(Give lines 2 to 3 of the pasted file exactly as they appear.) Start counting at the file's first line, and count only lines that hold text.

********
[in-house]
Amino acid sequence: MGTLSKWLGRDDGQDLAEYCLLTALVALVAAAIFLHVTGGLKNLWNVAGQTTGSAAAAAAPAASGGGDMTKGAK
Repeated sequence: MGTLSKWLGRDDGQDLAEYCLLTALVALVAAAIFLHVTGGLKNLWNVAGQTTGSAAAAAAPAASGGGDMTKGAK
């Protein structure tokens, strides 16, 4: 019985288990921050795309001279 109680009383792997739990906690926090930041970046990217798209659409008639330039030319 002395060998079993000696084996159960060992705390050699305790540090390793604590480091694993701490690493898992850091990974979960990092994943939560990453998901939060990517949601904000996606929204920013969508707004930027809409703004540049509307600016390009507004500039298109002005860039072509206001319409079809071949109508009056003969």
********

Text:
Amino acid sequence: MGTLSKWLGRDDGQDLAEYCLLTALVALVAAAIFLHVTGGLKNLWNVAGQTTGSAAAAAAPAASGGGDMTKGAK
Repeated sequence: MGTLSKWLGRDDGQDLAEYCLLTALVALVAAAIFLHVTGGLKNLWNVAGQTTGSAAAAAAPAASGGGDMTKGAK